I try very hard to look out for my customers and keep them informed.  These licensing changes may benefit some customers wanting to start out with a small number of protected VMs with SRM.  However, most of my SRM customers are like the $45k example shown above.  I don’t see these licensing changes being a benefit to them.  Normally, I don’t discuss licensing in my blog articles.  Some customers have negative attitudes when it comes to licensing.  Some maybe got burned in the past, or just don’t like to talk about spending money.  My goal here is to make sure you can see how these changes can affect you before the impending deadline.  Sometimes I can see a storm brewing from off in the distance.  I just hope that the storm does not cause a disaster, the likes of which even SRM cannot recover from.

Dec 022010
 

Note: Please read to the bottom for my initial take on it.  As promised at VMworld Europe, here’s vCloud Request Manager and can be downloaded here.  As always, here’s the overview from the release notes:

VMware vCloud Request Manager provides enhanced governance and control of private cloud infrastructures based on VMware vCloud Director. vCloud Request Manager:

  • Adds sophisticated approval workflows to provisioning requests
  • Automatically tracks software license usage
  • Enforces standardized settings on cloud partitions

My initial take on it: VMware, please stop releasing products with “manager” in the name, that’s soooo 2001.  The vSphere name was akward at first but it definitely beats the hell out of “virtualization manager”.  vCloud Request Manager (VRM?) is integration of some of the functionality of lifecycle manager into vCloud Director.  I’m not convinced yet that this should be a separate product – seems like it should just be a part of Director.  You may have read that some think Lab Manager’s days are numbered being replaced by vCloud Director, this release would seem to signal the same for Lifecycle Manager – only time will tell.  I’ll be kicking the tires thoroughly on vCloud Director and Request Manager and report the findings in an upcoming writeup.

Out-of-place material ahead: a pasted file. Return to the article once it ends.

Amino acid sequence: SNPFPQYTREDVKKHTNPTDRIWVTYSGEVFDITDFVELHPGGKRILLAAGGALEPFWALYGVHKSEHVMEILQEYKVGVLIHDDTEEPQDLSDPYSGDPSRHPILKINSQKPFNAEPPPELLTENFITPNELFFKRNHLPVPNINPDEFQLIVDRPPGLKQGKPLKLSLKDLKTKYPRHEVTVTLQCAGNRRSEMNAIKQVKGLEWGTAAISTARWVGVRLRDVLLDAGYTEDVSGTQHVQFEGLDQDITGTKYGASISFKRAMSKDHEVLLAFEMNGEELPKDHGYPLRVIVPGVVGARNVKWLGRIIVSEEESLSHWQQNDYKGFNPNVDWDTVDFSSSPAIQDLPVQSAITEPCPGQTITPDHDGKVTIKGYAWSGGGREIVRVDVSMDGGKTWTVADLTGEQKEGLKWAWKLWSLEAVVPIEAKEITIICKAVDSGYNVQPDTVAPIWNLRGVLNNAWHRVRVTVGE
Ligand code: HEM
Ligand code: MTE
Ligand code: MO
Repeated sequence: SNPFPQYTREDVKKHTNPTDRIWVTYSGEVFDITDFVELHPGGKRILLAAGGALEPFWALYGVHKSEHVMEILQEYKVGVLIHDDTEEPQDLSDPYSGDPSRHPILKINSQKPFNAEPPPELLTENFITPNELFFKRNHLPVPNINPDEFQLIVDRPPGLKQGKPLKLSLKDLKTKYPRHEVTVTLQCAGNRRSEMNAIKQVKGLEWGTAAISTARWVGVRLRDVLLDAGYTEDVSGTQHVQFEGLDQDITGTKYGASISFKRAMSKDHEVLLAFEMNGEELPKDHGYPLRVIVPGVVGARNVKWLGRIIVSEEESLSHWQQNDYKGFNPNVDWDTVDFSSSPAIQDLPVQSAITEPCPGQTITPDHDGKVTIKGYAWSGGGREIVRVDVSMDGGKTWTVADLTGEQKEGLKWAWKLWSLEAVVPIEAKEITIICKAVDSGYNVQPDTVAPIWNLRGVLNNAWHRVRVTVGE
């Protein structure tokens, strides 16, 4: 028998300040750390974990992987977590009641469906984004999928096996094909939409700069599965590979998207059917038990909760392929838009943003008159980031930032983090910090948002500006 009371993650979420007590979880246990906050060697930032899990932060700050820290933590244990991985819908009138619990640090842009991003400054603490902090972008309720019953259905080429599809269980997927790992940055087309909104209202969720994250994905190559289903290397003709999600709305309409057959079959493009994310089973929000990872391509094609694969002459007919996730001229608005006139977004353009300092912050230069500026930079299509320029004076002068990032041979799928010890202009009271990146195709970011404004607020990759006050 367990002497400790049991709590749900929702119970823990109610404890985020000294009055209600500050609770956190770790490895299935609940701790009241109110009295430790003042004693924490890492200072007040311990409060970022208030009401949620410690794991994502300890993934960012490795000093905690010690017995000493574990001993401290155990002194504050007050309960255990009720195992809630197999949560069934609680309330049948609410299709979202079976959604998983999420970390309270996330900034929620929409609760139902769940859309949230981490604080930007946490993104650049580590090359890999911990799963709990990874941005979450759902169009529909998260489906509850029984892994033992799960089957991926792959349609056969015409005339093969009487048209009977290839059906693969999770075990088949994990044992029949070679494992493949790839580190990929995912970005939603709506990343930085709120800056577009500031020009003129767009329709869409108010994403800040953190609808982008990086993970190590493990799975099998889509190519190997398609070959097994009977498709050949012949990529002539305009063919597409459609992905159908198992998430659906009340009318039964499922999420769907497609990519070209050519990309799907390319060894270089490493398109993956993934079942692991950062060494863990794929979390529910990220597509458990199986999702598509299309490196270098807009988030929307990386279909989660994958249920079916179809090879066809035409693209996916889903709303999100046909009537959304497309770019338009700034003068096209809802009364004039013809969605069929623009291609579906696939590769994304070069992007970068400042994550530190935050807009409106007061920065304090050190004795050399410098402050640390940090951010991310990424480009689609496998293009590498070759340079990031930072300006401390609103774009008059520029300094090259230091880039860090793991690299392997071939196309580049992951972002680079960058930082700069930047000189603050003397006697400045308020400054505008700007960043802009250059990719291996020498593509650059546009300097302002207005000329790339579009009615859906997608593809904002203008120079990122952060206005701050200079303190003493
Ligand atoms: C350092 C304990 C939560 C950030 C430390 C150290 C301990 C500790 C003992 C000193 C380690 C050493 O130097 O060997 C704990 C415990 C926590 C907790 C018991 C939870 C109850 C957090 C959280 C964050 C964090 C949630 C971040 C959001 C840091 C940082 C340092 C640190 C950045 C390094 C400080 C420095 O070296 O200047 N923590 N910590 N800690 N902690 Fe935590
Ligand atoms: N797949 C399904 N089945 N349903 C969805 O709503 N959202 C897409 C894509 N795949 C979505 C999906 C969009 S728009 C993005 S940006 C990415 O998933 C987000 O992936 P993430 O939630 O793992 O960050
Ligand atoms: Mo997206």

Final thought: it’s 1.0 but I’ll give it the benefit of the doubt.

Dec 022010
 

Note: Please read to the bottom for my take on the new releases.  As promised during VMworld Europe, just released is CapacityIQ 1.5.  As always you can find the download here.  Here’s the What’s New Section from the release notes:

CapacityIQ 1.5 includes the following new features and enhancements:

  • Storage Analytics – Adds disk space and disk I/O trending and storage analysis. The dashboard and views provide visibility into consumption of storage resources and ways to identify capacity bottlenecks. The data is optimized for vSphere and accounts for thin provisioning, I/O control, and linked clones.
  • Resource optimization – Adds storage-aware workload modeling and what if scenarios to forecast future capacity needs. CapacityIQ provides outlier detection and filtering capabilities for improved analytics.
  • Scheduled Reports – Adds report scheduling with email capabilities for automated delivery of capacity utilization and optimization reports.
  • Performance and scalability improvements – Improves the response time in the interface and raises the scalability limits to 6000 powered on virtual machines and 8000 registered virtual machines.
  • Virtual machine-based licensing – Supports virtual machine and CPU-based licensing. If you obtain a virtual machine-based license for CapacityIQ, install and manage the license from vCenter Server instead of the Administration Portal. You can continue to manage CPU-based licenses in the Administration Portal.

My initial take on it: Storage trending is a good addition.  It’s nice that it takes into account thin disks, etc.  Scheduled Reports is a nice add for proactive reporting.  Licensing going to vCenter for managing the license keys should have been done in v1.0.  I don’t like managing per-cpu licenses one way and per-vm another.  Overall sounds like a worthwhile release.  I’ll be plugging this into the lab later this week to kick the tires first hand.  Any additional pros and cons will be posted in an update.